The Reactionary Mind

Check out these new books on the philosophy,  psychology, and neuroscience of political ideologies:

1. The Reactionary Mind: Conservatism from Edmund Burke to Sarah Palin

(Video from Conversations w/ Great Minds – Thom Hartmann interviews Corey Robin. Executive summary: conservatism is fundamentally authoritarian and anti-democratic.)

Youtube link: Corey Robin, The Reactionary Mind

2. The Republican Brain: Why Even Educated Conservatives Deny Science — and Reality

This essay is adapted from Chris Mooney’s forthcoming book.

Video: Thom Hartmann interviews Chris Mooney about The Republican Brain:

YouTube link

3. The Righteous Mind: Why Good People Are Divided by Politics and Religion

 Jonathan Haidt, C-SPAN BookTV:

“Jonathan Haidt, psychology professor at the University of Virginia, presents his thoughts on the current political and social divisions that he contends separate the Left and the Right. The social psychologist examines the origins of these fissures and explains that people’s moral intuition, the initial perceptions we have of others, propagates the idea that people who view the world differently from how we do are wrong.” (full video)

Video excerpt (10 min):

How do Conservatives and Liberals See the World? (vimeo.com)

“Bill Moyers and moral psychologist Jonathan Haidt talk about the psychological underpinnings of our contentious culture, why we can’t trust our own opinions, and the demonizing of our adversaries.”

Amazon:

Check these out! They offer much-needed modern perspectives to help us scientifically unmask, re-frame, and re-brand the right-wing world-view for what it often is: counter-revolutionary (vis a vis the US Revolution and other democratic revolutions), anti-democratic, and anti-enlightenment.  Conservative approaches may have utility under certain socio-economic and cultural conditions, but in general they are increasingly pathological and self-defeating in modern, liberal, democratic  societies.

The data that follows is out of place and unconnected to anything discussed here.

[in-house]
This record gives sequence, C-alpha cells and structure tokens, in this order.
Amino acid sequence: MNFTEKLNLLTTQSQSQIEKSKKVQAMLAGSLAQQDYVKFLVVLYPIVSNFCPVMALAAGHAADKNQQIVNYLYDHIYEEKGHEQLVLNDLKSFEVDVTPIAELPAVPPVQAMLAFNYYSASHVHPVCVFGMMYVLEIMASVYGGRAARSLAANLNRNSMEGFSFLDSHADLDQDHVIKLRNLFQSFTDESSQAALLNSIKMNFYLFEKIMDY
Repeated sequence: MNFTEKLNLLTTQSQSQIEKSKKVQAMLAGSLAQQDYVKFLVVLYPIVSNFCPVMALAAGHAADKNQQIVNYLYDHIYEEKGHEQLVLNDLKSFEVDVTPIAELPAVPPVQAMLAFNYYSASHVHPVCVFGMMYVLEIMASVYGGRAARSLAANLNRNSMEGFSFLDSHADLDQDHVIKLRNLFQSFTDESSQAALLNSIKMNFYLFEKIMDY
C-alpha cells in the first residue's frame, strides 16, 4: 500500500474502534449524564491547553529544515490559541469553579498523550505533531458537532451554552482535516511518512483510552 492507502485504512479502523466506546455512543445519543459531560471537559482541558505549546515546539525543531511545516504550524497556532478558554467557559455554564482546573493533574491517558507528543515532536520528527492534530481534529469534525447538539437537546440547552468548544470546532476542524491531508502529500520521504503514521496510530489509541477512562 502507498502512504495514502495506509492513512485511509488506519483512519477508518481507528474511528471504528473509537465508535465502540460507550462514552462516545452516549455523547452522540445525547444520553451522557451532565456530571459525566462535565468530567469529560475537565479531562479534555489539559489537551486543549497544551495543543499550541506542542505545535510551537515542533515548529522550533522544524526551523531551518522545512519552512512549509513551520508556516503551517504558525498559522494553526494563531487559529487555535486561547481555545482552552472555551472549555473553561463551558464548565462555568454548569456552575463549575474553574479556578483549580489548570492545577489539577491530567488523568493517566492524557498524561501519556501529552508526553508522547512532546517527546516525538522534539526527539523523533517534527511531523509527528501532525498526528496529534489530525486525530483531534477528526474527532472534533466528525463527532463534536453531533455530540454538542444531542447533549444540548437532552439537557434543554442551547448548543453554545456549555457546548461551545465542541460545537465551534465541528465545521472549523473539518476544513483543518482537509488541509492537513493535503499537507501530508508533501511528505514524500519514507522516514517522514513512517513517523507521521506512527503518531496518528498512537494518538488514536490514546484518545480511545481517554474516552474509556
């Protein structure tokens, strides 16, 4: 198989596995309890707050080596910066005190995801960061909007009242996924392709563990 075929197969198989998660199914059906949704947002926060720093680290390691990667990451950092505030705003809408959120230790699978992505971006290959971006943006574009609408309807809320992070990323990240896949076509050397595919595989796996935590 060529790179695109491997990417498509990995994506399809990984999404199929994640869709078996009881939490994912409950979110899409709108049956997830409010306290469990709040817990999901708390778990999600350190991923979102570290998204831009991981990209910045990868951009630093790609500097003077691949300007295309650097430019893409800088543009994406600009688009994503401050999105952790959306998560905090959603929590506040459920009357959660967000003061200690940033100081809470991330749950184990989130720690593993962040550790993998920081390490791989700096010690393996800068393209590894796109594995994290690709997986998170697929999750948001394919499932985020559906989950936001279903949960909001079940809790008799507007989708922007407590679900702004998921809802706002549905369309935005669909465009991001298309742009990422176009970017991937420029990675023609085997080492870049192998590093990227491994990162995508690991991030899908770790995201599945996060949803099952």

Please note, I’m not saying that so-called liberal and neoliberal approaches are necessarily better, especially those that actually encourage or provide cover for corruption, crony capitalism (corporatism), neo-feudalism, or other excessive concentrations of  state and/or private wealth and power at the top.

Perhaps the single most important principle adopted by the US Founders was the separation of powers with appropriate checks and balances.  All such schemes aim at some more-or-less ideal distribution of power (and sometimes wealth) across various segments and institutions of society. When that distribution departs too far from the ideal, then some kind of redistribution is wanted. The differences between most conservative and liberal ideologies may boil down to differences in the preferred ratios and mechanisms of that distribution. In my opinion the ideal ratios and mechanisms for the distribution of power (and insomuch as it is a proxy for power, wealth) should be determined by experimentation and empirical data rather than by ideology. Most conservatives and liberals alike are still more attached to ideologies than to science (i.e. empirical data).

PR

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4 Responses to “The Reactionary Mind”

  1. Jon Awbrey Says:

    I’ve never found the term “conservative” very useful because it has no meaning until you specify what it is exactly that the people in question want to conserve. In the case of the current American right wing, it has become clear that they wish to conserve those elements of state that reigned supreme in the Old World and its Colonies before the American Revolution.

  2. Poor Richard Says:

    Jon, I agree. Many forms of US conservatism are thinly-disguised counter-revolutionary programs. Cory Robin’s book, much like “The Conservative Mind” after which it is named, attempts to sketch a “family tree” of conservatism over time. One of the major themes, it seems, is that variations across the varieties of conservatism tend to be superficial and cosmetic, serving to camouflage the common core of authoritarianism by wrapping it in the prevailing liberal themes (lip service to liberty, patriotism, the “founders”, etc.) of the day. Some conservatives are cynical hucksters and some are true (if naive) believers.

    PR

  3. The Origins of Human Nature « Poor Richard's Almanack 2010 Says:

    […] The Reactionary Mind (PRA 2010) […]

  4. Reluctant Misanthrope | Poor Richard's Almanack 2.0 Says:

    […] The Reactionary Mind […]


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